Martin Wiboe Martin Wiboe - 18 days ago 7
Java Question

Java: micro-optimizing array manipulation

I am trying to make a Java port of a simple feed-forward neural network.

This obviously involves lots of numeric calculations, so I am trying to optimize my central loop as much as possible. The results should be correct within the limits of the

float
data type.

My current code looks as follows (error handling & initialization removed):

/**
* Simple implementation of a feedforward neural network. The network supports
* including a bias neuron with a constant output of 1.0 and weighted synapses
* to hidden and output layers.
*
* @author Martin Wiboe
*/
public class FeedForwardNetwork {
private final int outputNeurons; // No of neurons in output layer
private final int inputNeurons; // No of neurons in input layer
private int largestLayerNeurons; // No of neurons in largest layer
private final int numberLayers; // No of layers
private final int[] neuronCounts; // Neuron count in each layer, 0 is input
// layer.
private final float[][][] fWeights; // Weights between neurons.
// fWeight[fromLayer][fromNeuron][toNeuron]
// is the weight from fromNeuron in
// fromLayer to toNeuron in layer
// fromLayer+1.
private float[][] neuronOutput; // Temporary storage of output from previous layer


public float[] compute(float[] input) {
// Copy input values to input layer output
for (int i = 0; i < inputNeurons; i++) {
neuronOutput[0][i] = input[i];
}

// Loop through layers
for (int layer = 1; layer < numberLayers; layer++) {

// Loop over neurons in the layer and determine weighted input sum
for (int neuron = 0; neuron < neuronCounts[layer]; neuron++) {
// Bias neuron is the last neuron in the previous layer
int biasNeuron = neuronCounts[layer - 1];

// Get weighted input from bias neuron - output is always 1.0
float activation = 1.0F * fWeights[layer - 1][biasNeuron][neuron];

// Get weighted inputs from rest of neurons in previous layer
for (int inputNeuron = 0; inputNeuron < biasNeuron; inputNeuron++) {
activation += neuronOutput[layer-1][inputNeuron] * fWeights[layer - 1][inputNeuron][neuron];
}

// Store neuron output for next round of computation
neuronOutput[layer][neuron] = sigmoid(activation);
}
}

// Return output from network = output from last layer
float[] result = new float[outputNeurons];
for (int i = 0; i < outputNeurons; i++)
result[i] = neuronOutput[numberLayers - 1][i];

return result;
}

private final static float sigmoid(final float input) {
return (float) (1.0F / (1.0F + Math.exp(-1.0F * input)));
}
}


I am running the JVM with the -server option, and as of now my code is between 25% and 50% slower than similar C code. What can I do to improve this situation?

Thank you,

Martin Wiboe

Edit #1: After seeing the vast amount of responses, I should probably clarify the numbers in our scenario. During a typical run, the method will be called about 50.000 times with different inputs. A typical network would have numberLayers = 3 layers with 190, 2 and 1 neuron, respectively. The innermost loop will therefore have about
2*191+3=385
iterations (when counting the added bias neuron in layers 0 and 1)

Edit #1: After implementing the various suggestions in this thread, our implementation is practically as fast as the C version (within ~2 %). Thanks for all the help! All of the suggestions have been helpful, but since I can only mark one answer as the correct one, I will give it to @Durandal for both suggesting array optimizations and being the only one to precalculate the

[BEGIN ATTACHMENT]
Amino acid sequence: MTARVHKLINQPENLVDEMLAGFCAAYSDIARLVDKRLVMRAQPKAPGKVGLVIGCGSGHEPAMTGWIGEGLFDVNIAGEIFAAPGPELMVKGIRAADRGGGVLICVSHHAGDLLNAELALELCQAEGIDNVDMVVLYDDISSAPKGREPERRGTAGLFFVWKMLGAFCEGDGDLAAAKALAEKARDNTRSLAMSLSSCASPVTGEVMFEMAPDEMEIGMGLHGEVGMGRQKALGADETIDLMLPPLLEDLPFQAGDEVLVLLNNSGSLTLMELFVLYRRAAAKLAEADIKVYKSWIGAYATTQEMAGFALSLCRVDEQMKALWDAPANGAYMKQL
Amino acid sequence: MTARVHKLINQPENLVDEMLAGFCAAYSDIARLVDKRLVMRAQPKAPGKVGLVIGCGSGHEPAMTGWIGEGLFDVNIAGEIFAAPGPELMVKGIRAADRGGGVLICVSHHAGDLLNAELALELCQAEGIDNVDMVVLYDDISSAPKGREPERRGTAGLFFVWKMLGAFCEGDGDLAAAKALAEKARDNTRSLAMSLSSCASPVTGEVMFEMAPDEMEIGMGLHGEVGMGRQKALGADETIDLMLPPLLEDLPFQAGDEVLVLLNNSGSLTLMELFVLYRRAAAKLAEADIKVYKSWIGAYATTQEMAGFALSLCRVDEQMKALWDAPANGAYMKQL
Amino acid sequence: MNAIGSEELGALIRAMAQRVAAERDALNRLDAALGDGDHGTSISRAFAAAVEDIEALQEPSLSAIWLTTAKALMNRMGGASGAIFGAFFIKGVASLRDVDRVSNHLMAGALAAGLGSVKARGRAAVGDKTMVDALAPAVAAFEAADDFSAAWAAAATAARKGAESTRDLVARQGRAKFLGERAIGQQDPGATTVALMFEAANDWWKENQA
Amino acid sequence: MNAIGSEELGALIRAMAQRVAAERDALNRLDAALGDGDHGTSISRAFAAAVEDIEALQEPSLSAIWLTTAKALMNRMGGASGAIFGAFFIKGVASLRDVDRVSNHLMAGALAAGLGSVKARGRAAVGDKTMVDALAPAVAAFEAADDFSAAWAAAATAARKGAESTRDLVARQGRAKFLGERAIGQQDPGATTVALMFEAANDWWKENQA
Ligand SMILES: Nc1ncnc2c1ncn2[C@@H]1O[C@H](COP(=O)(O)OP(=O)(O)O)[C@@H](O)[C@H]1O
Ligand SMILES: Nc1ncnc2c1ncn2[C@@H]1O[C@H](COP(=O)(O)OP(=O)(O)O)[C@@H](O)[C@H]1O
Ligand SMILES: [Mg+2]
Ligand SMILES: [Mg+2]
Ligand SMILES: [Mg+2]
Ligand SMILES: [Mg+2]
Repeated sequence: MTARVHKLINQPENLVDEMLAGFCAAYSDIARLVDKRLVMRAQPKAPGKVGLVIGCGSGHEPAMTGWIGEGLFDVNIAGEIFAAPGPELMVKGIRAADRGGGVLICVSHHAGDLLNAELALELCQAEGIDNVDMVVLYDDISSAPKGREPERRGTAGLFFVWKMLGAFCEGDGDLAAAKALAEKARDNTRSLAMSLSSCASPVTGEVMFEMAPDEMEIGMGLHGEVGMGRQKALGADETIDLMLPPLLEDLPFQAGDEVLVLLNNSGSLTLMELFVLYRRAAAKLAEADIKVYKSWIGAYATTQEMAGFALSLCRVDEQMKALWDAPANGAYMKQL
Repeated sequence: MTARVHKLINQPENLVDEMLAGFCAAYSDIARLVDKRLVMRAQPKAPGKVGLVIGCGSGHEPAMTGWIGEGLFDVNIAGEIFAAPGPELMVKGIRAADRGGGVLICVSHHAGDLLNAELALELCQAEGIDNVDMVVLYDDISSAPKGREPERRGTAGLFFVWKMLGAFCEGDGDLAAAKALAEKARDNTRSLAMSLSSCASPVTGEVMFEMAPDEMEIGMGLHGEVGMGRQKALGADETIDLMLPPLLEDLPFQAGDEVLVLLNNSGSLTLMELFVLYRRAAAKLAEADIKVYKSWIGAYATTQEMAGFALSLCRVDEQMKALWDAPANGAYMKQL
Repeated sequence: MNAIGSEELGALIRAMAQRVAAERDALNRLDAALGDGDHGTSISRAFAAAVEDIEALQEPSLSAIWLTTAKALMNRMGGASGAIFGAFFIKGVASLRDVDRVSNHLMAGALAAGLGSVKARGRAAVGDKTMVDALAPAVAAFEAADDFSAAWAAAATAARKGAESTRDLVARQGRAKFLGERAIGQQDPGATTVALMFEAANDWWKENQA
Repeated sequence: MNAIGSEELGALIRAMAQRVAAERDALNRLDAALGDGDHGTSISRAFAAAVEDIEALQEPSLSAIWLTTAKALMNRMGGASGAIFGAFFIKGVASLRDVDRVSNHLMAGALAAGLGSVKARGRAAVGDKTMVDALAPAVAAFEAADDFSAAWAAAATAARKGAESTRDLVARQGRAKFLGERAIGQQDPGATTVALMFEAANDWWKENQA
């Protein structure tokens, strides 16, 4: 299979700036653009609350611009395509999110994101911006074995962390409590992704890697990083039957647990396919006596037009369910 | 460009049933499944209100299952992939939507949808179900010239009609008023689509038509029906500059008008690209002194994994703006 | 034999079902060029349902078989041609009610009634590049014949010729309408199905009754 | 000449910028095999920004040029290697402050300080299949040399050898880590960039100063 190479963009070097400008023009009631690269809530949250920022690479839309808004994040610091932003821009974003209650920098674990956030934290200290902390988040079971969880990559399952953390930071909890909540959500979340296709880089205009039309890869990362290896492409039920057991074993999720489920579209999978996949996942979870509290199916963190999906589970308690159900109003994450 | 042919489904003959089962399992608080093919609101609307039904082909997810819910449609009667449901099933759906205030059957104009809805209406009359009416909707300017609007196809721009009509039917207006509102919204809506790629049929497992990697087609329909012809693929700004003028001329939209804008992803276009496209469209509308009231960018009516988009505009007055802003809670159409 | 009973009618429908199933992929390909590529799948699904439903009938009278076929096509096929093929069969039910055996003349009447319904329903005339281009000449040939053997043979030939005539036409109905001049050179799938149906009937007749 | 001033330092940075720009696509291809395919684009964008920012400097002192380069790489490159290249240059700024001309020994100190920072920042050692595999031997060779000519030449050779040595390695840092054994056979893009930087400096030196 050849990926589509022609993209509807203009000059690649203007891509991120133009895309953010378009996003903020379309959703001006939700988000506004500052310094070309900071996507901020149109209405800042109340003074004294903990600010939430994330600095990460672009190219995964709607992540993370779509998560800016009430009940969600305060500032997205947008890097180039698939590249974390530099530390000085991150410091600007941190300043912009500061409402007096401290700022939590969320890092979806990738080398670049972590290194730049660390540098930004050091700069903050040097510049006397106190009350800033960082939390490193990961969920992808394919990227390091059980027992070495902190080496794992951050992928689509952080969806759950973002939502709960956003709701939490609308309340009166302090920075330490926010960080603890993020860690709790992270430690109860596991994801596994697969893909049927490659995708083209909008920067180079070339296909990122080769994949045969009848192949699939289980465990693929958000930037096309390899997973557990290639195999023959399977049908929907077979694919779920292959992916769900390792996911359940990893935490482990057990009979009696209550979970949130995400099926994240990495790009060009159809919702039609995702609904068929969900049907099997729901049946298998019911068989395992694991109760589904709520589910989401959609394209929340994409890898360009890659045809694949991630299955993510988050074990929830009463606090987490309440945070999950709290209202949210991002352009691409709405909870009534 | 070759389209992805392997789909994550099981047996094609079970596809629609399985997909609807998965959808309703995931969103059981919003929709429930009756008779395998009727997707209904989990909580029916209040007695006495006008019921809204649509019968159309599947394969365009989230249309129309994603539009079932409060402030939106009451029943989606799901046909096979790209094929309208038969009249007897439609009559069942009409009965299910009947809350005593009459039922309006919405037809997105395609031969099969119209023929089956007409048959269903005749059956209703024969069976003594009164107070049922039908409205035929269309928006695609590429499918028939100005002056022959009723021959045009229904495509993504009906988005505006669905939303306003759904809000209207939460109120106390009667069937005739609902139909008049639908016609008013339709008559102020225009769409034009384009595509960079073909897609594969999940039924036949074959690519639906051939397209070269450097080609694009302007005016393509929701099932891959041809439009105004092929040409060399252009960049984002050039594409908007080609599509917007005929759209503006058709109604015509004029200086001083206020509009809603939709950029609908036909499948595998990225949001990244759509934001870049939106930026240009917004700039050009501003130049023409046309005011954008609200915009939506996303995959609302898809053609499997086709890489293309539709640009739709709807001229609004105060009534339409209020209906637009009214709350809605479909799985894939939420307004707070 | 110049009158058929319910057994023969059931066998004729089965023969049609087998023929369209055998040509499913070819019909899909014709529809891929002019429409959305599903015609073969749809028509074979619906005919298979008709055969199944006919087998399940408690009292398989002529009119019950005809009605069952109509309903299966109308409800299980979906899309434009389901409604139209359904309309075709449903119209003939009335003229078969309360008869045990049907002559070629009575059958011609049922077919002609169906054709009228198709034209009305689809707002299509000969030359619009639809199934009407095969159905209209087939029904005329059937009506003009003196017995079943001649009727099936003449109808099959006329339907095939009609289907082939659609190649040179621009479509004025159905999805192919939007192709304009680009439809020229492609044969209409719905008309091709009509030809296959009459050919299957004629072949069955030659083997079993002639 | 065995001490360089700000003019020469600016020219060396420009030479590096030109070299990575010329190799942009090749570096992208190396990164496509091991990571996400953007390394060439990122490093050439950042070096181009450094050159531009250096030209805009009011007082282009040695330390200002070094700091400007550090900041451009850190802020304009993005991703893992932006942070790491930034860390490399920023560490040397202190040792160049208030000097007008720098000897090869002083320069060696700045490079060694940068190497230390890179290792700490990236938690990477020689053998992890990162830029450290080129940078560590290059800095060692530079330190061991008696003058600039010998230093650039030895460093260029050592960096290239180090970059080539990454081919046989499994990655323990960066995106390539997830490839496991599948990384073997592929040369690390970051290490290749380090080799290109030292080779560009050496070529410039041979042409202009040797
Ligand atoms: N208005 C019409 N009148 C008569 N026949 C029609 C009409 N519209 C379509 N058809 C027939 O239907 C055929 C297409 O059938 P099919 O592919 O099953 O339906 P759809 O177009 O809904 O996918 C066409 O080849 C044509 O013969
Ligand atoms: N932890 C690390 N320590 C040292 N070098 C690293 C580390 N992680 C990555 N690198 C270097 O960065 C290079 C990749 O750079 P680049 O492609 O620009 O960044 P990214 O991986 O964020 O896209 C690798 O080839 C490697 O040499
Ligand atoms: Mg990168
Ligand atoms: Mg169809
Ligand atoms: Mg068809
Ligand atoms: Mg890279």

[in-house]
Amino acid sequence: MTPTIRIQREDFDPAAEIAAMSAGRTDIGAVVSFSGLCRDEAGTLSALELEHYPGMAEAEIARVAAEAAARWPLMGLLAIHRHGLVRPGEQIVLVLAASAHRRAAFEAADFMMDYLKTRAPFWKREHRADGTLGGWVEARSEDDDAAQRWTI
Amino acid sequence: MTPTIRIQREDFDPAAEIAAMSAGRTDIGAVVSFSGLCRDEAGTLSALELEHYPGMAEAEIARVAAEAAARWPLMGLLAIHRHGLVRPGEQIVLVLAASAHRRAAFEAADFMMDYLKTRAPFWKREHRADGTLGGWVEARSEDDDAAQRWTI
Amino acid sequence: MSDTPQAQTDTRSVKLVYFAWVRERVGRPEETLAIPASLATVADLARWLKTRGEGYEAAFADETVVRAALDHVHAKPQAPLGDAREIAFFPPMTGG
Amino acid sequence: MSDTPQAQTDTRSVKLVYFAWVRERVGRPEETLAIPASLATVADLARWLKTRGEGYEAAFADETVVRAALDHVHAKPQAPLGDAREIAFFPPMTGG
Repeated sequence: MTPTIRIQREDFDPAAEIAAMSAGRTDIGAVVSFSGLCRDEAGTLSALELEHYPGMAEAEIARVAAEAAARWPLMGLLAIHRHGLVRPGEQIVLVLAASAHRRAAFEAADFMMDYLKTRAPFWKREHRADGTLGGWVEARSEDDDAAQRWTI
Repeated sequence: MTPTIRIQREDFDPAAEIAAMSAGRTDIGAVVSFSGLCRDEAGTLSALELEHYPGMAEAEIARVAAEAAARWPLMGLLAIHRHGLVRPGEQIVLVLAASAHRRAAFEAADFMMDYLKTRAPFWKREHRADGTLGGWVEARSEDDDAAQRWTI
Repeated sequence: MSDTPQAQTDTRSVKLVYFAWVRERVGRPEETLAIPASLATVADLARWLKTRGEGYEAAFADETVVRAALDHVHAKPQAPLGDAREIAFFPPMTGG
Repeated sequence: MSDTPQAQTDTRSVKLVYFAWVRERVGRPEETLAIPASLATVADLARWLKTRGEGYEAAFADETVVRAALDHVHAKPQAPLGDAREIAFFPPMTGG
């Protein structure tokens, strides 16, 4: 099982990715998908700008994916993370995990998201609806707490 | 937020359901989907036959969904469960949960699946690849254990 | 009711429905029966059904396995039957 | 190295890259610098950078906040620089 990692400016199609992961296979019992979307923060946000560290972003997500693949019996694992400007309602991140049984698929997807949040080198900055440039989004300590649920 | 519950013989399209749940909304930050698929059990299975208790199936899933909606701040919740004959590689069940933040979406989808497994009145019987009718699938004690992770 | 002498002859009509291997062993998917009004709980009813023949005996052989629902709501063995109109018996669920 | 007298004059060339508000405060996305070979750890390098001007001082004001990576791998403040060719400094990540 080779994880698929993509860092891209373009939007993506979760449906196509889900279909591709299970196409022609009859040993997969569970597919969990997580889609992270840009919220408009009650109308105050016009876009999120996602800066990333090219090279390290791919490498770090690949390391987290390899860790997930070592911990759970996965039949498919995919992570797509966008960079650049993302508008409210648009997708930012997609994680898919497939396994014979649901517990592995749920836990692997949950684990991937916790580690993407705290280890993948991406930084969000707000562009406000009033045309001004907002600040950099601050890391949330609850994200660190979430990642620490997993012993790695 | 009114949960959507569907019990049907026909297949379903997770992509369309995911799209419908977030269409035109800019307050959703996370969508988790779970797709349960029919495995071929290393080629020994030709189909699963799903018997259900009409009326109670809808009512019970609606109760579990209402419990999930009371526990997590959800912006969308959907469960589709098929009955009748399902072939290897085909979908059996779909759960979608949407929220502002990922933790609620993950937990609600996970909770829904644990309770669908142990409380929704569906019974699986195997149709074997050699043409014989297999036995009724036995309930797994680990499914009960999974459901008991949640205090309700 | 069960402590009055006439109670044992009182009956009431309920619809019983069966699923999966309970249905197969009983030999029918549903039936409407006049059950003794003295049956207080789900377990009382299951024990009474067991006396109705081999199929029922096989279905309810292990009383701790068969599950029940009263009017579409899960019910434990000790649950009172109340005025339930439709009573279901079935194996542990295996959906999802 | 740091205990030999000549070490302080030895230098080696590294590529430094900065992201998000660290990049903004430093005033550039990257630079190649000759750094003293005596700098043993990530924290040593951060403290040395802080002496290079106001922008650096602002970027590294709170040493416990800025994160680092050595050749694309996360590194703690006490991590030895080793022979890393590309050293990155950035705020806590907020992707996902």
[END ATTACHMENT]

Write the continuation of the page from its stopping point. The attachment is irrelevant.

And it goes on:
for
loop header.

Answer

Disregarding the actual math, the array indexing in Java can be a performance hog in itself. Consider that Java has no real multidimensional arrays, but rather implements them as array of arrays. In your innermost loop, you access over multiple indices, some of which are in fact constant in that loop. Part of the array access can be move outside of the loop:

final int[] neuronOutputSlice = neuronOutput[layer - 1];
final int[][] fWeightSlice = fWeights[layer - 1];
for (int inputNeuron = 0; inputNeuron < biasNeuron; inputNeuron++) {
    activation += neuronOutputSlice[inputNeuron] * fWeightsSlice[inputNeuron][neuron];
}

It is possible that the server JIT performs a similar code invariant movement, the only way to find out is change and profile it. On the client JIT this should improve performance no matter what. Another thing you can try is to precalculate the for-loop exit conditions, like this:

for (int neuron = 0; neuron < neuronCounts[layer]; neuron++) { ... }
// transform to precalculated exit condition (move invariant array access outside loop)
for (int neuron = 0, neuronCount = neuronCounts[layer]; neuron < neuronCount; neuron++) { ... }

Again the JIT may already do this for you, so profile if it helps.

Is there a point to multiplying with 1.0F that eludes me here?:

float activation = 1.0F * fWeights[layer - 1][biasNeuron][neuron];

Other things that could potentially improve speed at cost of readability: inline sigmoid() function manually (the JIT has a very tight limit for inlining and the function might be larger). It can be slightly faster to run a loop backwards (where it doesnt change the outcome of course), since testing the loop index against zero is a little cheaper than checking against a local variable (the innermost loop is a potentical candidate again, but dont expect the output to be 100% identical in all cases, since adding floats a + b + c is potentially not the same as a + c + b).